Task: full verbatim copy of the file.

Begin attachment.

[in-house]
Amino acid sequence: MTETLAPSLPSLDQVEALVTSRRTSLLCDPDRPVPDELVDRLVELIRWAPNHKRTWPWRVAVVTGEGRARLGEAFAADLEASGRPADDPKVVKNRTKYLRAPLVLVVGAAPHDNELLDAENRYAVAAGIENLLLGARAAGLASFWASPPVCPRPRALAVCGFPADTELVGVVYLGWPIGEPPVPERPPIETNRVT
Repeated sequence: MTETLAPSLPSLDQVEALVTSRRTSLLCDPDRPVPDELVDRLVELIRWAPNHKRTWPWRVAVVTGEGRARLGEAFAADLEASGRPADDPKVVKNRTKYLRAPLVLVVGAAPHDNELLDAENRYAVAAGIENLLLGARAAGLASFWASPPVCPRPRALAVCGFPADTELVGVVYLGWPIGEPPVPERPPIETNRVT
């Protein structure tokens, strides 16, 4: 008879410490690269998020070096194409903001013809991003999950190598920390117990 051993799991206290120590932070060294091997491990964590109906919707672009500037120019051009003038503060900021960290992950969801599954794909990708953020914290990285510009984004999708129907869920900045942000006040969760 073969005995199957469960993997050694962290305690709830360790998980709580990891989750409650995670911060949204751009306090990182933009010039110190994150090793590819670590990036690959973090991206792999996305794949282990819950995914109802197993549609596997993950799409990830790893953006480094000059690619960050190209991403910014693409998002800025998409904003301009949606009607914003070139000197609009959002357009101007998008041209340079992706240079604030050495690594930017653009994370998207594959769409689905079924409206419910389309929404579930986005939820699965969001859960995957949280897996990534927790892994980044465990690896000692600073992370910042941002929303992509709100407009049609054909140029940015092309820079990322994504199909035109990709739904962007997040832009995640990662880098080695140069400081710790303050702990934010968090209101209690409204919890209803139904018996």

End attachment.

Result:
[in-house]
Amino acid sequence: MTETLAPSLPSLDQVEALVTSRRTSLLCDPDRPVPDELVDRLVELIRWAPNHKRTWPWRVAVVTGEGRARLGEAFAADLEASGRPADDPKVVKNRTKYLRAPLVLVVGAAPHDNELLDAENRYAVAAGIENLLLGARAAGLASFWASPPVCPRPRALAVCGFPADTELVGVVYLGWPIGEPPVPERPPIETNRVT
Repeated sequence: MTETLAPSLPSLDQVEALVTSRRTSLLCDPDRPVPDELVDRLVELIRWAPNHKRTWPWRVAVVTGEGRARLGEAFAADLEASGRPADDPKVVKNRTKYLRAPLVLVVGAAPHDNELLDAENRYAVAAGIENLLLGARAAGLASFWASPPVCPRPRALAVCGFPADTELVGVVYLGWPIGEPPVPERPPIETNRVT
């Protein structure tokens, strides 16, 4: 008879410490690269998020070096194409903001013809991003999950190598920390117990 051993799991206290120590932070060294091997491990964590109906919707672009500037120019051009003038503060900021960290992950969801599954794909990708953020914290990285510009984004999708129907869920900045942000006040969760 073969005995199957469960993997050694962290305690709830360790998980709580990891989750409650995670911060949204751009306090990182933009010039110190994150090793590819670590990036690959973090991206792999996305794949282990819950995914109802197993549609596997993950799409990830790893953006480094000059690619960050190209991403910014693409998002800025998409904003301009949606009607914003070139000197609009959002357009101007998008041209340079992706240079604030050495690594930017653009994370998207594959769409689905079924409206419910389309929404579930986005939820699965969001859960995957949280897996990534927790892994980044465990690896000692600073992370910042941002929303992509709100407009049609054909140029940015092309820079990322994504199909035109990709739904962007997040832009995640990662880098080695140069400081710790303050702990934010968090209101209690409204919890209803139904018996």